7 Ahiza Garcia, "Target settles for $39 million over data breach" CNN Money, (2 December 2015) online:

8 As published on the company's website, "Notice of Cyberattack Affecting Excellus BlueCross Blueshield", Excellus BlueCross Blueshield (18 January 2015), online:

9 Joanne Finnegan, "Excellus BCBS still unclear Anthem faces lawsuits over data breach", Fierce Health Payer (13 July 2015) online:

10 Alison Frankel, "The 7th Circuit just made it a lot easier to sue over data breaches", Reuters (21 July 2015) online:

11 See The Home Depot, Press Release, "The Home Depot Reports Findings in Payment Data Breach Investigation", (6 November 2014) online: See also Michael Calia, "Home Depot Facing at Least 44 Civil Suits in Data Breach", The Wall Street Journal, (25 November 2014) online:

12 See Sony Corporation, News Release, "Consolidated Financial Results Forecast for the Third Quarter Ended December 31, 2014, and Revision of Consolidated Forecast for the Fiscal Year Ending March 31, 2015", (4 February 2015) online : See also Edvard Pettersson, "Sony to Pay as Much as $8 Million to Settle Data-Breach Case", Bloomberg Business (20 October 2015) online:

13 Information and Privacy Commissioner of Ontario, News Release, "Rouge Valley Health System Failed to Protect Patient Health Information", (16 December, 2014) online:

14 Joel Eastwood, "Rouge Valley faces $400M class-action lawsuit over privacy breach", Toronto Star (25 June 2014) online: Note that, because of the provisions of the Personal Health Information Protection Act, the company had to notify patients of the privacy breach, which was confirmed in early July 2014.

15 See Danny Yadron and Melinda Beck, "Health Insurer Anthem Didn't Encrypt Data in Theft", The Wall Street Journal (5 February 2015) online: See also Dori Zweig, "Anthem faces lawsuits over data breach", Fierce Health Payer (13 July 2015) online:

16 See Sadaf Ahsan, "$750M class-action lawsuit filed against Ashley Madison on behalf of Canadian subscribers following data leaks", National Post (20 August 2015) online: See also Chris Isidore and David Goldman, "Ashley Madison hackers post millions of customer names", CNN Money, (19 August 2015) online:

17 Personal Information Protection and Electronic Documents Act, S.C. 2000, c. 5 (PIPEDA).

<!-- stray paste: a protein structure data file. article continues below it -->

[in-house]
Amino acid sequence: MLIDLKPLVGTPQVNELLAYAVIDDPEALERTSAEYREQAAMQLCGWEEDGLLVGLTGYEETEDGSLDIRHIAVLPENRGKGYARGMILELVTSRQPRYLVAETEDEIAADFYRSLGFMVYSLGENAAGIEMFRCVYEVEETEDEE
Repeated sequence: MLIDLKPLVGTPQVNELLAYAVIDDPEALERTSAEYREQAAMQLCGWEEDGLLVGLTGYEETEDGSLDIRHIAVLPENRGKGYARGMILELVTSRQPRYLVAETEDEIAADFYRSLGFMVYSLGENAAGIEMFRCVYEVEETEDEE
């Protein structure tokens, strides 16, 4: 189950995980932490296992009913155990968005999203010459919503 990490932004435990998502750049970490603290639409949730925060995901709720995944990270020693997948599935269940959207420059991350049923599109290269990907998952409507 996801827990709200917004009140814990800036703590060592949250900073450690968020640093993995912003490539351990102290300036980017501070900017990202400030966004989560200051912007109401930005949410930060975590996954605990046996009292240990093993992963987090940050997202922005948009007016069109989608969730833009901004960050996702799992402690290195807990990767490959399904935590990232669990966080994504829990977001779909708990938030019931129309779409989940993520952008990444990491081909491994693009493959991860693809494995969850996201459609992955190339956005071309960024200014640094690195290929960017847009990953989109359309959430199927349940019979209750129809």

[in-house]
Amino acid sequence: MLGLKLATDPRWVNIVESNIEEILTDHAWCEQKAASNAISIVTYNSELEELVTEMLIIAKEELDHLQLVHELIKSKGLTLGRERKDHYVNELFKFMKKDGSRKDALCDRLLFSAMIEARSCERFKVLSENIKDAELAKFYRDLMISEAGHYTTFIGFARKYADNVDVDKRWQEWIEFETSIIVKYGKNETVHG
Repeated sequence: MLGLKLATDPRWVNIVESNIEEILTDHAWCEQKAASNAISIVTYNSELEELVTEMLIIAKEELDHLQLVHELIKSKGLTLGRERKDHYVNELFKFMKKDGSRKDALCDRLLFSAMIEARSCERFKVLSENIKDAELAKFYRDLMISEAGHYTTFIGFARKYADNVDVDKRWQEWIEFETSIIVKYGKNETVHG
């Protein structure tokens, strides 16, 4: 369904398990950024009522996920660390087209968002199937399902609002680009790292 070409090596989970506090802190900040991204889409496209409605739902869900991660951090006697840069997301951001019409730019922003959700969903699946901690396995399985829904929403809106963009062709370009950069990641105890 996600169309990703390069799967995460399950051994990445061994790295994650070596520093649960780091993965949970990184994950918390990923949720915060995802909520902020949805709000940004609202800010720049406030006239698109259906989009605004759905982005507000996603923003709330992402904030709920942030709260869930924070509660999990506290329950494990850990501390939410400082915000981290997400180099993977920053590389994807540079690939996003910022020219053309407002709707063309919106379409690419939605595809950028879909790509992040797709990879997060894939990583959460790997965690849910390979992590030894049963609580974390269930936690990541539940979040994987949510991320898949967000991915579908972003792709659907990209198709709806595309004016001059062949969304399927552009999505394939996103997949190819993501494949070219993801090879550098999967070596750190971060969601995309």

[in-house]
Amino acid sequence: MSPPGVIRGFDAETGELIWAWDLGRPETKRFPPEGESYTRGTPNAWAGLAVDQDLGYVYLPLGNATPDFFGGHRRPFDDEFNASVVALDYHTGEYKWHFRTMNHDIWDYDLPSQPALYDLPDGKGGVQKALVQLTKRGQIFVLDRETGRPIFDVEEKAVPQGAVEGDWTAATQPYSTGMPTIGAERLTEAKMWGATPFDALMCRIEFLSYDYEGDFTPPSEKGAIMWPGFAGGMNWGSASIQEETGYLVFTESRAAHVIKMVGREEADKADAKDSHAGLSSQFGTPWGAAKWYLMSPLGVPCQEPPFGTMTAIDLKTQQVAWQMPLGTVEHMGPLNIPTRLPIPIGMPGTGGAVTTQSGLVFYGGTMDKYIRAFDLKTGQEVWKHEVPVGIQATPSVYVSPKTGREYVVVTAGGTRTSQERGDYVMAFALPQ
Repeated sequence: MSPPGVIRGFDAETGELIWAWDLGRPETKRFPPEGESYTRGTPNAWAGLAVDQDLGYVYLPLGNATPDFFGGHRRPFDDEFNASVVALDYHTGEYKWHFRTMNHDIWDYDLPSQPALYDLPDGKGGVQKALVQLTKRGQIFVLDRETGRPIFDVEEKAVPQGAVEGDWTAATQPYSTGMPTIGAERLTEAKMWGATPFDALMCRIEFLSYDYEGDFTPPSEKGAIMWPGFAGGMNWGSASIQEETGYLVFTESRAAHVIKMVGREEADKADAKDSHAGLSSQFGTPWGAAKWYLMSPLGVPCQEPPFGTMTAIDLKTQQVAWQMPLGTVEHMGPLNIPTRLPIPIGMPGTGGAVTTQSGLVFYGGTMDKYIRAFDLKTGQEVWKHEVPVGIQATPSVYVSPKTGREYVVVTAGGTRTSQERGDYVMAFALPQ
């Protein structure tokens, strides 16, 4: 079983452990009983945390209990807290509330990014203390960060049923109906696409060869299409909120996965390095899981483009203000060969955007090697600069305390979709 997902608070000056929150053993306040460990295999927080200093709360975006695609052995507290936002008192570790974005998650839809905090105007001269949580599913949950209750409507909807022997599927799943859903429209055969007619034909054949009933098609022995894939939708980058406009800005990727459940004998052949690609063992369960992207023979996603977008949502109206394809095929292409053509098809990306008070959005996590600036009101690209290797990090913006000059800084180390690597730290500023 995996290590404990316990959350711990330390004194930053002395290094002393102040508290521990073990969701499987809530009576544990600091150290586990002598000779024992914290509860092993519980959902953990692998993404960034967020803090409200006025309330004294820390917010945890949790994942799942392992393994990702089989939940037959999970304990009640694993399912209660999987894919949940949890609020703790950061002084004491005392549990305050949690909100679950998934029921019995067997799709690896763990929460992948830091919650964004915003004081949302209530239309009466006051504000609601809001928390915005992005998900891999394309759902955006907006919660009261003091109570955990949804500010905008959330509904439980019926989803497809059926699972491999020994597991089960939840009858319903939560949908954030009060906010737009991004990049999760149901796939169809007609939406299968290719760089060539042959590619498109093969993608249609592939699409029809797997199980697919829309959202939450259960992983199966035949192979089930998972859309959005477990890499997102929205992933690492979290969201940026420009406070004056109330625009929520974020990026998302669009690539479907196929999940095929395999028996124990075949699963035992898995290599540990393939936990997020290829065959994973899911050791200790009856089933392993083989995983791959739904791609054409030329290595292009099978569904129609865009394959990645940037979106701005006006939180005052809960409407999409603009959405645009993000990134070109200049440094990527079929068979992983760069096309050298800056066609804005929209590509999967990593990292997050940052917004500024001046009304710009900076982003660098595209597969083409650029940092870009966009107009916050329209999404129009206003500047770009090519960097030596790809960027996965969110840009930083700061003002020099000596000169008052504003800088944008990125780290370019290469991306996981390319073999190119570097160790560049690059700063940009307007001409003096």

18 PIPEDA, ibid, at ss. 2(a), under which "personal information" is defined as "information about an identifiable individual".

19 As a result of the Digital Privacy Act, S.C. 2015, c. 32.

20 PIPEDA, supra note 17 at ss. 5-10 and Schedule 1,which sets out ten principles with which commercial organizations must comply, including: accountability, consent, accuracy, and safeguards.

21 While all other new provisions came into force upon the Act gaining Royal Assent, those dealing with breach reporting, notification and recordkeeping will be brought into force only after related regulations outlining specific requirements are developed and implemented.

22 Josh Ladeau, "The FTC: What You Need To Know About one of the Most Relentless Federal Cyber Regulators", Advisen Insurance Intelligence (3 June 2015) online:

23 Ontario Securities Commission, "About", (21 January 2015) online:

24 Federal Trade Commission v. Wyndham Worldwide Corporation, Case No. 14-3514 (3d Cir. 2015).

25 Ibid.

26 Competition Act, RSC 1985, c C-34, at s. 74.01.

27 Ibid at ss. 74.1(1)(c)(ii).

28 Securities Act, RSO 1990, c S.5 (Securities Act).

29 Ontario Securities Commission, supra note 23.

30 Securities Act, supra note 28 at ss. 21(1)(a).

31 Securities Act, supra note 28 at ss. 122 (1)(c).

32 In Re Target Corp. Customer Data Sec. Breach Litig., Case No. 14-cv-00203 (D. Minn. 2014).

33 See Complaint at 3 ¶ 7, Kulla, No. 14-cv-00203-PAM-JJK (D. Minn. 2014); also see Complaint at 6 ¶ 12, Collier, No. 14-cv-00266-PAM-JJK (D. Minn. Jan 29, 2014).

34 Vedder Price, Newsletter/Bulletin, "Lessons from the Dismissal of Wyndham Shareholders Derivative Action", (19 November 2014) online: